What NAP Does

If you want a short definition of NAP, it’s this: NAP is a platform that can enforce compliance by computing devices with predetermined health requirements before these devices are allowed to access or communicate on a network. By itself, NAP is not designed to protect your network and is not intended to replace firewalls, AV products, patch management systems, and other protection elements. Instead, it’s designed to work together with these different elements to ensure devices on your network comply with policy that you have defined. And by devices I mean client computers (Windows Vista and soon Windows XP as well), servers running Windows Server 2008, PDAs running Windows Mobile (soon), and eventually also computers running other operating systems such as Linux and the Apple Macintosh operating system (using NAP components developed by third-party vendors).

Let’s unpack this a bit further. NAP supplies an infrastructure (components and APIs) that provides support for the following four processes:

• Health policy validation NAP can determine whether a given computer is compliant or not with a set of health policy requirements that you, the administrator, can define for your network. For example, one of your health requirements might be that all computers on your network must have a host-based firewall installed on them and enabled. Another requirement might be that all computers on your network must have the latest software updates installed on them.

• Network access limitation NAP can limit access to network resources for computers that are noncompliant with your health policy requirements. This limiting of access can range from preventing the noncompliant computer from connecting to any other computers on your network to quarantining it on a subnet and restricting its access to a limited set of machines. Or you can choose to not limit access at all for noncompliant computers and merely log their presence on the network for reporting purposes; it’s you’re choice-NAP puts you, the administrator, in control of how you limit network access based on compliance.

• Automatic remediation NAP can automatically remediate noncompliant computers that are attempting to access the network. For example, say you have a laptop that doesn’t have the latest security updates installed on it. You try to connect to corpnet, and NAP identifies your machine as noncompliant with corpnet health requirements, and it quarantines your machine on a restricted subnet where it can interact only with Windows Server Update Services (WSUS) servers. NAP then points your machine to the WSUS servers and tells it to go and get updates from them. Your machine downloads the updates, NAP then verifies that your machine is now healthy, and you’re let in the door and can access corpnet. Automatic remediation like this allows NAP to not just prevent unhealthy machines from connecting to your network, but also help those machines become healthy so that they can have access to needed network resources without bringing worms and other malware into your network. Of course, NAP puts you, the administrator, in the driver’s seat, so you can turn off auto-remediation if you want to and instead have NAP simply point the noncompliant machine to an internal Web site that gives the user instructions on what to do to make the machine compliant (or simply states why the noncompliant machine is not being allowed access to the network). Again, it’s your choice how you want NAP to operate with regard to how remediation is performed.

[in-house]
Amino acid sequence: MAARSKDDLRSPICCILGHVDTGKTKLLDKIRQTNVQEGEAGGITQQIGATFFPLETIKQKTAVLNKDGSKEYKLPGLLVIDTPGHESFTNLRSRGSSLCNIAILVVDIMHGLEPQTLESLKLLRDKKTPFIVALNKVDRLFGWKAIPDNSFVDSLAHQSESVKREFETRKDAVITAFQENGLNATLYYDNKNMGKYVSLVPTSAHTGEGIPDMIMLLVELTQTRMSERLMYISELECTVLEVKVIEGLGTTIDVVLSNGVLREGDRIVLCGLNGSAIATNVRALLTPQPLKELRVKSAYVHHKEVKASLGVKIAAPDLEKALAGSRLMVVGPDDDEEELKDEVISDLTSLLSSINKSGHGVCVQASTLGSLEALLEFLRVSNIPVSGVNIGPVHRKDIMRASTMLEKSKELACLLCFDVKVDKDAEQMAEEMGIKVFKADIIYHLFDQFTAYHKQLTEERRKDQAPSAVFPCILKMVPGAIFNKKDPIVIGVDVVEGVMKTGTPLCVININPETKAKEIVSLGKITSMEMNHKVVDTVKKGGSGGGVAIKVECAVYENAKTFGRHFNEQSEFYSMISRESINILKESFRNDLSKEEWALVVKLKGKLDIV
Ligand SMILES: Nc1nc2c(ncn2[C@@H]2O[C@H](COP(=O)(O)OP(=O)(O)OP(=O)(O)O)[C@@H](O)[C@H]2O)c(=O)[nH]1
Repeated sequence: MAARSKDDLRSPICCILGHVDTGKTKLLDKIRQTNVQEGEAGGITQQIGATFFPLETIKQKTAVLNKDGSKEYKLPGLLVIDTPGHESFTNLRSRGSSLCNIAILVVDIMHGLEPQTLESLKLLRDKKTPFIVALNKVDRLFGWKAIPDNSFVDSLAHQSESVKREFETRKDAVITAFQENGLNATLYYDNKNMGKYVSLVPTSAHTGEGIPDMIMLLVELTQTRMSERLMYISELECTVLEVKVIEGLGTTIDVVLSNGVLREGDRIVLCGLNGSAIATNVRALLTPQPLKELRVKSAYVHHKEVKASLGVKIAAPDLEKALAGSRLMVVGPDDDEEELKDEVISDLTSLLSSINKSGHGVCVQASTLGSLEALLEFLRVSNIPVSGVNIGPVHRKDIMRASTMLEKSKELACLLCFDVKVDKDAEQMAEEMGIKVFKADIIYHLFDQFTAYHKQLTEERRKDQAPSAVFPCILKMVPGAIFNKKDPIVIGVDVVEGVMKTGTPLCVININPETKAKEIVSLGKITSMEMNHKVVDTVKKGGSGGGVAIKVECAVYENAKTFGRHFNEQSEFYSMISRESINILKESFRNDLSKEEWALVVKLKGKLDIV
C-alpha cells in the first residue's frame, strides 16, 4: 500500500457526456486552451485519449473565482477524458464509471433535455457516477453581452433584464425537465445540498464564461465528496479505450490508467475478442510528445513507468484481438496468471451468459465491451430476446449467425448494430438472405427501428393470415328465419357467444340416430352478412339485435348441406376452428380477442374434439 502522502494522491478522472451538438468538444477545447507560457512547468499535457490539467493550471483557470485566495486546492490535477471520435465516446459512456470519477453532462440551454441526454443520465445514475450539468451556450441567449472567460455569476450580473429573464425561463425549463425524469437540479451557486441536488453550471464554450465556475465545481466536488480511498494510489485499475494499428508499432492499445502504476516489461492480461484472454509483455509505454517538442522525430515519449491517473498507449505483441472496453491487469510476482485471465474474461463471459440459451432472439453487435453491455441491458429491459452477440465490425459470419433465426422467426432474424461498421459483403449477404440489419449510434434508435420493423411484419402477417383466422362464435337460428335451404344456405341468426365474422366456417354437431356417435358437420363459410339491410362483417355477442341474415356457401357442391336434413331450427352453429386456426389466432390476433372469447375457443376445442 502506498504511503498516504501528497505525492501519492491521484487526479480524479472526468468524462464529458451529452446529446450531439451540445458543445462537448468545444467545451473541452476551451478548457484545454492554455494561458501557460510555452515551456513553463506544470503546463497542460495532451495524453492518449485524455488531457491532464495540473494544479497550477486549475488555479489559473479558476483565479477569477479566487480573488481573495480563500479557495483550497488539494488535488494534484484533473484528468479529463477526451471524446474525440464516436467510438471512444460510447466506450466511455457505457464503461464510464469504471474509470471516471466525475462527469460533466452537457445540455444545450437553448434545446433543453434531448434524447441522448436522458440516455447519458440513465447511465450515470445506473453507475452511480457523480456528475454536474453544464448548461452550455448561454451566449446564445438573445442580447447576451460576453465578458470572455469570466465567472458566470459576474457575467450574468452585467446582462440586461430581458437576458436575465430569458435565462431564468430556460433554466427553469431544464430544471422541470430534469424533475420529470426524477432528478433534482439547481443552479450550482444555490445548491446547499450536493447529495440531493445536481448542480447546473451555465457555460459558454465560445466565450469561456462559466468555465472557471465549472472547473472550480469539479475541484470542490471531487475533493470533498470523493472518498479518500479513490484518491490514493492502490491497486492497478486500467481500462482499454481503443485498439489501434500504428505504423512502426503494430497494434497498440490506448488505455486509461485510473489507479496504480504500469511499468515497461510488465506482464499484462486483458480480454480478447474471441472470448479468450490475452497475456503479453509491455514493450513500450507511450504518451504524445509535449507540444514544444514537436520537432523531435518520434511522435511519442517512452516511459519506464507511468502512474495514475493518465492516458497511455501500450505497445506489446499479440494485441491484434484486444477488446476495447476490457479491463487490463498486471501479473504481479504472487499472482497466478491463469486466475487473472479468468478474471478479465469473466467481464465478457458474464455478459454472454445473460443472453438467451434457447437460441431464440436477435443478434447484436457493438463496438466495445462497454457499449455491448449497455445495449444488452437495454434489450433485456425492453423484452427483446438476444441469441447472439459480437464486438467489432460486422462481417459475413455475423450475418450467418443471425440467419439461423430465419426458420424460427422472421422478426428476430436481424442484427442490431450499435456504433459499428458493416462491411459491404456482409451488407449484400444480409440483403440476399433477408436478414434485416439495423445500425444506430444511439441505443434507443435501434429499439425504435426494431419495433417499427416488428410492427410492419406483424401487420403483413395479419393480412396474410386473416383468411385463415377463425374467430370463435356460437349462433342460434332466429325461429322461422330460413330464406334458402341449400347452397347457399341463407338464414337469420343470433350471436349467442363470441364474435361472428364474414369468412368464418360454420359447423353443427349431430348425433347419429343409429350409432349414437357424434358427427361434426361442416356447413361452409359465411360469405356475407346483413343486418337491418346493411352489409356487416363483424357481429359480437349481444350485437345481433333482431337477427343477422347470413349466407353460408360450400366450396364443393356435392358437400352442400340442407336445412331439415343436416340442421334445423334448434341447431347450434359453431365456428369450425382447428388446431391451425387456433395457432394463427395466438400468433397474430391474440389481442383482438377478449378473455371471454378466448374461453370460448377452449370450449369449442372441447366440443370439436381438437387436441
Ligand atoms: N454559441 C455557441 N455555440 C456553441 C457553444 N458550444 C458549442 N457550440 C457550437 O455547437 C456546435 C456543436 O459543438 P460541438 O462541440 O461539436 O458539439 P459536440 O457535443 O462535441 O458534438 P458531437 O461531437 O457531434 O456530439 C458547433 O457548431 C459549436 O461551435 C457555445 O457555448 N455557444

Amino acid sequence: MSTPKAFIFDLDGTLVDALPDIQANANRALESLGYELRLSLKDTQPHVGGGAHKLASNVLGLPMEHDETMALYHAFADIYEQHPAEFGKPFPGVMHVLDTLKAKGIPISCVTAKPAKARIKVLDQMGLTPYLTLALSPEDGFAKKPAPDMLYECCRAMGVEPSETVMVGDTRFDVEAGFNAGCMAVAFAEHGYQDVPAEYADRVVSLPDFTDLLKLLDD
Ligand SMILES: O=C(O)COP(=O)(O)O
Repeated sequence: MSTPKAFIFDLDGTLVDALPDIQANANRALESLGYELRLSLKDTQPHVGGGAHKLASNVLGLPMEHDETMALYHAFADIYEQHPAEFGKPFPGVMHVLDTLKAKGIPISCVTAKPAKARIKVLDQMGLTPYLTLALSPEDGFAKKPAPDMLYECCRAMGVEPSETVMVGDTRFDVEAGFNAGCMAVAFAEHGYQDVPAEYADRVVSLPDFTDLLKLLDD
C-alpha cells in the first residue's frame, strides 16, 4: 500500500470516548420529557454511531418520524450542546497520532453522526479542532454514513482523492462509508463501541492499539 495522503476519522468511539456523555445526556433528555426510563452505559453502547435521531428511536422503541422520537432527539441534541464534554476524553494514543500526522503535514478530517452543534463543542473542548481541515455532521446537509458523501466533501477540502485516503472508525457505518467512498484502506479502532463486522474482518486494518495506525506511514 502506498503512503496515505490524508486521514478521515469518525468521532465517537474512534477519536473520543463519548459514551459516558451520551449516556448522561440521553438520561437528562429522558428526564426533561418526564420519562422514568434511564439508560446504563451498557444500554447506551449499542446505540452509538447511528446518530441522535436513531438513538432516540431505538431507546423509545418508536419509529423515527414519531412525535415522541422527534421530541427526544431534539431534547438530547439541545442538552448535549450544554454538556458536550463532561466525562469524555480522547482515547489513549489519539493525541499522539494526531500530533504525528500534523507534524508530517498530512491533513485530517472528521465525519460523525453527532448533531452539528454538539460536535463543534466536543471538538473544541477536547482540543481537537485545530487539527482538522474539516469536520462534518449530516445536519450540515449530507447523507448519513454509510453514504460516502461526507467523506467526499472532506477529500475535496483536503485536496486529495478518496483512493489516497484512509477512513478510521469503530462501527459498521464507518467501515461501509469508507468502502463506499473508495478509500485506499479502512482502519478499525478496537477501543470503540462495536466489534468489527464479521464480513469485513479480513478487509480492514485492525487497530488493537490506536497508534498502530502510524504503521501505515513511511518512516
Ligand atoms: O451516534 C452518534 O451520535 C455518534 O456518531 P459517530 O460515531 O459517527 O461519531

• Ongoing compliance Finally, NAP doesn’t just check for compliance when your computer joins the network. It continues to verify compliance on an ongoing basis to ensure that your machine remains healthy for the entire duration of the time it’s connected to your network.

As an example, let’s say your NAP health policy is configured to enforce compliance with the requirement that Windows Firewall be turned on for all Windows Vista and Windows XP clients connected to the network. You’re on the road and you VPN into corpnet, and NAP-after verifying that Windows Firewall is enabled on your machine- lets you in. Once you’re in, however, you decide for some reason to turn Windows Firewall off. (You’re an administrator on your machine, so you can do that-making users local administrators is not best practice, but some companies do that.) So you turn off Windows Firewall, which means the status of your machine has now changed and it’s out of compliance. What does NAP do? If you’ve configured it properly, it simply turns Windows Firewall back on! How does this work? The client computer has a NAP agent running on it and this agent detects this change in health status and tries to immediately remediate the situation. It can be a bit more complicated than that (for example, agent detects noncompliance, health certificate gets deleted, client goes into quarantine, NAP server remediates, agent confirms compliance, client becomes healthy again and regains access to the network) but that’s the basic idea-we’ll talk more about the NAP architecture in a moment.

Source of Information : Introducing Windows Server 2008

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